With the holidays fast approaching, you're probably thinking about giving each member of your marketing team a company-branded sweatshirt. Or maybe you're thinking of giving each a bottle of wine. Or maybe you're thinking of giving each person some sort of gadget to stick on their desks.

Think again.

Your employees don't want trinkets, or gadgets, or doo-dads. If you want to be thoughtful -- if you want to give a holiday Gift that shows you care about your employees and want to invest in their futures -- give a gift that helps each person develop a skill, helps each person advance in their career, helps each person be better engaged and connected... in short, give a gift that lasts.

Of course to do that, you have to actually know your employees -- and their goals and interests. So if you don't, knowing your employees as people and not just workers is the first gift you should give.

Here are some thoughtful gifts to consider giving:

1. Tickets to a great conference.

Marketing conferences are not just great places to learn; they're also great places to make new connections. Plus, sending an employee to a conference shows you're willing to invest in their skills. It shows you're thinking long-term.

Everyone wants to feel they are part of something bigger than themselves, and investing in an employee's future is a great way to show you want them to grow with your business.

2. Time to work on a special project.

No, not a project you suggest--a project the employee has long wanted to tackle. Take a page from what Google (at least possibly used to do) and let employees use a portion of their work week to focus on a side project that may help your business. While all are unlikely to pan out, those efforts will let your employees flex their creative muscles and feel more engaged in the future of your business.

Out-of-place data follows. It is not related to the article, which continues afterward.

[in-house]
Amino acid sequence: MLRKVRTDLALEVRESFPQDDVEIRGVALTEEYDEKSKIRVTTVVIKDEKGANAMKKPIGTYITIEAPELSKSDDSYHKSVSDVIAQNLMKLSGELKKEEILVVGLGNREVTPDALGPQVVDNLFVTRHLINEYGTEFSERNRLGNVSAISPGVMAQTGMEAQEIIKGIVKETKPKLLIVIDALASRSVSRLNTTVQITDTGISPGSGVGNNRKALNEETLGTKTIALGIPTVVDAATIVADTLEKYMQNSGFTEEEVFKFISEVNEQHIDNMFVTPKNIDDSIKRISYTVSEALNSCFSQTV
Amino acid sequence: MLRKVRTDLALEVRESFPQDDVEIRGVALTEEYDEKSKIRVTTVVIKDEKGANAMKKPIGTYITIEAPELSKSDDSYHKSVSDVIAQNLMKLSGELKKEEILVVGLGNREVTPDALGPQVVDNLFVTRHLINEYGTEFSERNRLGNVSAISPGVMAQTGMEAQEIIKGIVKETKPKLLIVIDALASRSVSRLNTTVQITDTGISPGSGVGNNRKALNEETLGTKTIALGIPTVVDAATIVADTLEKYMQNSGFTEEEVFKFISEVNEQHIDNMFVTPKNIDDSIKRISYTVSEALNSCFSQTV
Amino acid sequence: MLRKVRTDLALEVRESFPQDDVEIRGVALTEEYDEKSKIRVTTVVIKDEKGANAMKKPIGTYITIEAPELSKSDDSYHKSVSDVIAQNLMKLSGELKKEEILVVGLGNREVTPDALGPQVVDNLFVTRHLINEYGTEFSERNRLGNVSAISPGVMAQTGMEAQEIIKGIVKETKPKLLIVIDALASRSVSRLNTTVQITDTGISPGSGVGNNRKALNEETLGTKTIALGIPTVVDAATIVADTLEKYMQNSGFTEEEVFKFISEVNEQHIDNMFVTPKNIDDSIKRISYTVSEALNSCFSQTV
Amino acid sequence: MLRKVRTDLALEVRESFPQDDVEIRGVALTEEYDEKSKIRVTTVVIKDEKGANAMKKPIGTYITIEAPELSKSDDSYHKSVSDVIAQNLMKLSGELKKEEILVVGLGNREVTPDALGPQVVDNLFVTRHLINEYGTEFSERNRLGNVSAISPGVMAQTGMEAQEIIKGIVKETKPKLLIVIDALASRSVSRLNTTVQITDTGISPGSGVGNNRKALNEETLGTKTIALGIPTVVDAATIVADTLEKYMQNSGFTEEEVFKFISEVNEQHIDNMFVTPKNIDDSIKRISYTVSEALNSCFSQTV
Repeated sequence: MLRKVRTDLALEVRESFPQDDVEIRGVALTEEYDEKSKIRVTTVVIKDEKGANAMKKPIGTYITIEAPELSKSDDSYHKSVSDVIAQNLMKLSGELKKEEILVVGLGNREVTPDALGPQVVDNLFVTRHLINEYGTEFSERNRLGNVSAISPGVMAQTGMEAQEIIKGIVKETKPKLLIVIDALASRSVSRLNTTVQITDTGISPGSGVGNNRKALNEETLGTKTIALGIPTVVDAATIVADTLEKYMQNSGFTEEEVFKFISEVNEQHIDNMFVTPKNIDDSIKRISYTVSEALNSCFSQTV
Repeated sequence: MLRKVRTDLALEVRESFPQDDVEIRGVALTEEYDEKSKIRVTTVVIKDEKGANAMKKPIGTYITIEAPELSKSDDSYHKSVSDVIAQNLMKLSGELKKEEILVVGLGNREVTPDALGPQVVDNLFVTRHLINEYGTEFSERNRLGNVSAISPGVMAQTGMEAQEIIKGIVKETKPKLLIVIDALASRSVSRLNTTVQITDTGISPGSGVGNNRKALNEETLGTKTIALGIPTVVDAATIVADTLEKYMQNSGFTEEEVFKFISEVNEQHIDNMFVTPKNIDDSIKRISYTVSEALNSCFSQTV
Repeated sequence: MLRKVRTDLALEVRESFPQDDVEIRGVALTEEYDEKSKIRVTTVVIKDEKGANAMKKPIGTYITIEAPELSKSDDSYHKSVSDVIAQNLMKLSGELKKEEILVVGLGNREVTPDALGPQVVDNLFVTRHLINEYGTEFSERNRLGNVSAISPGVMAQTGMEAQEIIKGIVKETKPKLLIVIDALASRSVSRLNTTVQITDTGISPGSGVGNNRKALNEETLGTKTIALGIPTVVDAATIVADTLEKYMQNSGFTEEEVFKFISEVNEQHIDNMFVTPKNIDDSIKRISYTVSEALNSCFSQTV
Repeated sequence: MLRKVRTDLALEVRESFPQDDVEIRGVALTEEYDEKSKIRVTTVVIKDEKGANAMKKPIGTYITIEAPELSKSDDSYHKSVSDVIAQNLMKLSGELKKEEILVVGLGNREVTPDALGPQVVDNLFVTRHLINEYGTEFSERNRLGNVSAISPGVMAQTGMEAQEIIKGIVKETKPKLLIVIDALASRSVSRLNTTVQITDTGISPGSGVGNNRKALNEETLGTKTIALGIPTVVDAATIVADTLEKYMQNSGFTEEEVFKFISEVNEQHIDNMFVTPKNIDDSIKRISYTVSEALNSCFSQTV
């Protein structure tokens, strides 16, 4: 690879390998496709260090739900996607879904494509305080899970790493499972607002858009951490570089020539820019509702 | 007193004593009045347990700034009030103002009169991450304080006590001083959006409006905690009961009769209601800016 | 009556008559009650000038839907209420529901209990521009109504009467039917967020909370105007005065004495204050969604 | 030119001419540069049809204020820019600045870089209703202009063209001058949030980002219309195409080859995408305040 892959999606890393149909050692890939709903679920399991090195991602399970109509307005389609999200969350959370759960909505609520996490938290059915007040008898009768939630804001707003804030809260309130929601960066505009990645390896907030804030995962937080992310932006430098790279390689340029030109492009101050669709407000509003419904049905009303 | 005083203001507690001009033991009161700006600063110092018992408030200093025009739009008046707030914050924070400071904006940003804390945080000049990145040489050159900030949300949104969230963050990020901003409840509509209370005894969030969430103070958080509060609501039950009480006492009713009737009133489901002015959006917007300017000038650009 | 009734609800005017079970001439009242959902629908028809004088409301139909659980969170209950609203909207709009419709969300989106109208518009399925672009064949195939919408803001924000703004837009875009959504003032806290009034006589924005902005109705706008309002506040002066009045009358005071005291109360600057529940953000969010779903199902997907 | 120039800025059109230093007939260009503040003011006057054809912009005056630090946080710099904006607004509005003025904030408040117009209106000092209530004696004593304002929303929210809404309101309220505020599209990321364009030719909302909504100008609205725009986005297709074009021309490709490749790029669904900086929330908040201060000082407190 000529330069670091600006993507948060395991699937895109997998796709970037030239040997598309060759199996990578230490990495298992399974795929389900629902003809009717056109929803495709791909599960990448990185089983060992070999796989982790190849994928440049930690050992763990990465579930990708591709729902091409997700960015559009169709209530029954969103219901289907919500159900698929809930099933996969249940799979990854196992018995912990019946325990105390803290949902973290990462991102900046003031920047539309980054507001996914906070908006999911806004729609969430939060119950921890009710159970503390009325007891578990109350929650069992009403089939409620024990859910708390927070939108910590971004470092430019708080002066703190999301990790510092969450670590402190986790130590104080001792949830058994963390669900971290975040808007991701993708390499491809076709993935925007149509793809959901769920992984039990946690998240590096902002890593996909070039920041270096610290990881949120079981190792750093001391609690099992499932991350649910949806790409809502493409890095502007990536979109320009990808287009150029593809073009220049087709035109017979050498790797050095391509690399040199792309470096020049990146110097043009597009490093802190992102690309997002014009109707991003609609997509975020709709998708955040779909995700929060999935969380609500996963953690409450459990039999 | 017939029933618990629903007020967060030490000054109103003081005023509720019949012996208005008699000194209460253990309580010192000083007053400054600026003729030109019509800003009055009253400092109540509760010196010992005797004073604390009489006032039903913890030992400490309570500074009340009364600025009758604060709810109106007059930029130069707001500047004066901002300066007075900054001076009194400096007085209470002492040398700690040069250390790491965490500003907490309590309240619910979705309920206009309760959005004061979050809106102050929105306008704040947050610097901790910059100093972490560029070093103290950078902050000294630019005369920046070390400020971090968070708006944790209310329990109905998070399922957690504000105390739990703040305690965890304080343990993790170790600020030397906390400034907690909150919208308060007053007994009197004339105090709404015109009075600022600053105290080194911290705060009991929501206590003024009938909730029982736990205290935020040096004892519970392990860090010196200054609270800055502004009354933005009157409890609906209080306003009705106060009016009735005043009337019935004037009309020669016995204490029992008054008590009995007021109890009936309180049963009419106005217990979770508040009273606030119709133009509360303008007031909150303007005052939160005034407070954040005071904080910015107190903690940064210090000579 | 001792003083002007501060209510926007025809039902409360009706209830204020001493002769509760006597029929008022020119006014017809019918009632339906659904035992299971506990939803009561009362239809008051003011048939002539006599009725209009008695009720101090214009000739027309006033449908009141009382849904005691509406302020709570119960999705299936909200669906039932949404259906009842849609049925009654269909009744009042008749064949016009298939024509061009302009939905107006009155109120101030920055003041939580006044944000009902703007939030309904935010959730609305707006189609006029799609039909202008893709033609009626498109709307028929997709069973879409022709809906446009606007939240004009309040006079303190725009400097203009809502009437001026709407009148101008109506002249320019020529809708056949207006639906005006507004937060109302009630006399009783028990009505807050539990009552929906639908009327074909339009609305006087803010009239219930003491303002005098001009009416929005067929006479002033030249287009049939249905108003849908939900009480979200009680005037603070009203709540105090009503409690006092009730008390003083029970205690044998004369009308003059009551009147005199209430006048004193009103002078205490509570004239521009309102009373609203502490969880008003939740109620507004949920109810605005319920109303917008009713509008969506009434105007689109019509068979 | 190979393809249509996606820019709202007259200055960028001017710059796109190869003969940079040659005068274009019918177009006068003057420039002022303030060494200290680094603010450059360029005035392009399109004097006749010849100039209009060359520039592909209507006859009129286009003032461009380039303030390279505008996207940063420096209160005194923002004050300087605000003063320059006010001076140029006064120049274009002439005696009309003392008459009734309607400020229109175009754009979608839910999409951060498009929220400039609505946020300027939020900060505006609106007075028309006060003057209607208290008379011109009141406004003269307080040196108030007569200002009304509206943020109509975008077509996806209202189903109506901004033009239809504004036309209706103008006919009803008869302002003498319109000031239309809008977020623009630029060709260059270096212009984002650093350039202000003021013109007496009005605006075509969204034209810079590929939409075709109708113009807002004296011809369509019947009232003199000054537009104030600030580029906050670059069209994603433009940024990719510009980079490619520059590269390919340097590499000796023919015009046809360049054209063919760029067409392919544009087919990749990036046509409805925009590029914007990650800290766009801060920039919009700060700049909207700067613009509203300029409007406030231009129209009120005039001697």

3. New software.

This one involves a fine line; if you provide new software and pretend it's a "gift," your employees will see right through it. But if you purchase software the employee has long requested -- like a new CRM tool, or the paid version of a social media tool -- it's easy to say, "I could have gotten you a fancy bottle of wine, but I used that money to get something that will make a lasting difference in how you do your job every day."

4. Courses.

Sites like Lynda offer thousands of online courses on business, creativity, and technology. So do local colleges and universities. But don't choose the course for the employee; if you're giving a gift, let each employee decide what they want to learn.

Besides, if you hope to create an organization whose culture is that of constant learning, what better way to do that than by making it easy for your employees to learn new skills?

5. Creative flex time.

A FlexJobs survey reported nearly 90 percent of workers felt flexible hours would reduce stress and improve general quality of life. So while you may not be able to allow your marketing team to work any hours they want, it may be possible to better align individual employee hours with work duties, customer availability, etc. 

How will you know if some degree of flex time will be a gift your employees will appreciate? Ask.

6. "Open" gift cards.

If you can't think of -- or can't afford -- to give a more thoughtful and creative gift, let your employees decide what they will receive. Gift an open gift card: Amazon, Visa debit card, etc. That way one size doesn't have to fit all.

Here's the bottom line. That mug you considered giving? It will be appreciated -- for maybe five minutes. Then your gesture will be forgotten.

But the memory of the experiences you provided could last a lifetime -- and so can their impact on your employees.